advancement of the dairy and hortloul
turn! interests of Coos county. Thoao
who have accepted invittatlons to de
liver addresses on this occasion aro
Proeldont J. W. Kerr, Professor O. I.
Lowis and Dr. James Wlthycombo, of
tho State Agricultural collego at Cor
vallis; Mrs. Waldo, Stato Grango loo
turor, of Portland, and William Schul
merlck, of Washington county, Thoy
will talk on dairying and horticulture,
and Dr. Korr will also sneak on Eomo
educational themo. It in expected that
Congressman W. C. Hawley will aleo
be present on this occasion.
Thore has beon a llvoly Interest in
tho dairy and creitmory business in Coos
county sinco Stato rood and Dairy In
specter Bailoy'a recent visit hero. Ho
pronounced Coos county an ideal place
for tho dairying business and expressed
tho bolicf of possibilities of groat in
crenso in that line. Addresses to tho
residont of tho rural district woro made
by Mr. Bailey and ho appointed Mr.
Yoakum, owner of a dairy farm, to act
as deputy dairy inspector for tho
Apple cuituro is also recoivlng moro
attontion than formerly. P. Duffy, un
apple buyer, of Sydney, Australia, is
on Coos lJay looking over tho orchards.
Ho has bought for shipment all of tho
Gravonstein apples procurable and tho
fact that outsido buyers aro coming in
to this territory lias given new interest
to the cuituro of apples.
San Francisco Supervisors Bribed by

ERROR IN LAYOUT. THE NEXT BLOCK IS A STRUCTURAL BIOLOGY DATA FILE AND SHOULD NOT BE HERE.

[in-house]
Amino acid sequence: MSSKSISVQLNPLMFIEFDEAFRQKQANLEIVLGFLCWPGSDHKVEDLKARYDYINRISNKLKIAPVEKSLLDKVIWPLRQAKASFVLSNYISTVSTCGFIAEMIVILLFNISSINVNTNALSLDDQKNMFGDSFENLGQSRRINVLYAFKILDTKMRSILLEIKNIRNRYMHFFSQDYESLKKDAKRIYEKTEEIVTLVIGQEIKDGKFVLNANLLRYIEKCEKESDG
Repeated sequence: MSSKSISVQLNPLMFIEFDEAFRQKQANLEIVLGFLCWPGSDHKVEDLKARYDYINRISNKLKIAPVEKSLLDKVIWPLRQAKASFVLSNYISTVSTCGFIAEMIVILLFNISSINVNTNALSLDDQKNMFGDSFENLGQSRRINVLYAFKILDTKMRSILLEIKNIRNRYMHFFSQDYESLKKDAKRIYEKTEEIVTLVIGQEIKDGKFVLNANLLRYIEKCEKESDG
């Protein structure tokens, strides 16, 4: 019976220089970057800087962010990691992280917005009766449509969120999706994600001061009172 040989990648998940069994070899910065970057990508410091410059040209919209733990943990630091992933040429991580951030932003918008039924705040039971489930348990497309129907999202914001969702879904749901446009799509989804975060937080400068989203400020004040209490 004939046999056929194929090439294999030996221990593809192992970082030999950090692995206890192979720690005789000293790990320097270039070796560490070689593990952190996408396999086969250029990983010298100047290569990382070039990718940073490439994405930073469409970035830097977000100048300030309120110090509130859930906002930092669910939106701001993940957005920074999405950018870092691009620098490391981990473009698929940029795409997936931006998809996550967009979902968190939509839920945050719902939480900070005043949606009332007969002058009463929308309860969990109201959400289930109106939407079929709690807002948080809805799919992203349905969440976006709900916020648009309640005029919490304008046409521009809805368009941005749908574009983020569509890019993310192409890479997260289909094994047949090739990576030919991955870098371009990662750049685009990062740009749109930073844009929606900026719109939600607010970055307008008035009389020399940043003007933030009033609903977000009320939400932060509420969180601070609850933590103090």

San Francisco, Aug. 28. Soorolary
Troasuror F. W. Eaton, of tho Pacific
States Tolophouo A Tolcgrnph company,
was culled to tho stand yostordny by
tho prosecution In tho on so of tho GIiihh
bribery trial. Ho testified again to the
drawing by him .of about $50,000
worth of checks in February of 1000 for
which no vouchers wero turned In, IIo
did not know who ordered tho checks
drawn or who signed them, Tho re
cords thereof were destroyed in tho llro.
Cashier William J. Kennedy was
called. IIo testified to tho drawing ol
110.000 and $5,000 chcokH In February,
and told of tho subsequent return to
tho company of $7,000 or $7,500 in
ferentlally comprising the bribe mon
eys loturnod by Bovernl supervisors on
demand of Halsoy, after tho granting
of tho Homo Tolophonocompany'afian-
chlso application, according to the
claim of tho prosecution.
Mr. Honey Introduced memoranda
from five local banks allowing tho with
drawal of approximately $50,000 in
Fobruary, corresponding to tho total
amount alleged to havo been paid to
tho supervisors at that time. Ihomas
E. Sherwin, formorly travollng auditor
Scores of Workmen Thrown Inti
St. Lawrence River,
DEATHS REACH AT LEAST SIXTY
Structures Noar Quebec Was Mile and
Half Long, and Half of It Fell
of tho telephono company, testified to
similar 150,000 entry on the books of
the corporation, which ho was auditing
when thoy woro destroyed in tho llio
JUDGES FOR HAGUE COURT.
LUKENS IS WITNESS.
Subjectes to Severe Examination
Glass Bribery Trial.
San Francisco, Aug. 29. State Sen
ator itusseu .Lukens was a witness yes-
v terday in the trial of Louis Glass for
bribery and was subjected by Assistant
District Attorney Heneytto an examin
ation which could not have been more
severe had he been placed on the stand
by the other side.
Senator Lukens was preceded in the
witness chair by Benjamin A. Pendle
ton and Eugene T. Thurston, Jr., who
were members of the city council of
Oakland in the fall of 1905 when the
Home Telephone company was seeking
a rival franchise in that city against
tho efforte of the Pacific States com
pany to maintain its monopoly.
Mr. Pendleton and Mr. Thurston tes
tified to hospitalities extended to them
by Agent Halsey, of the old company,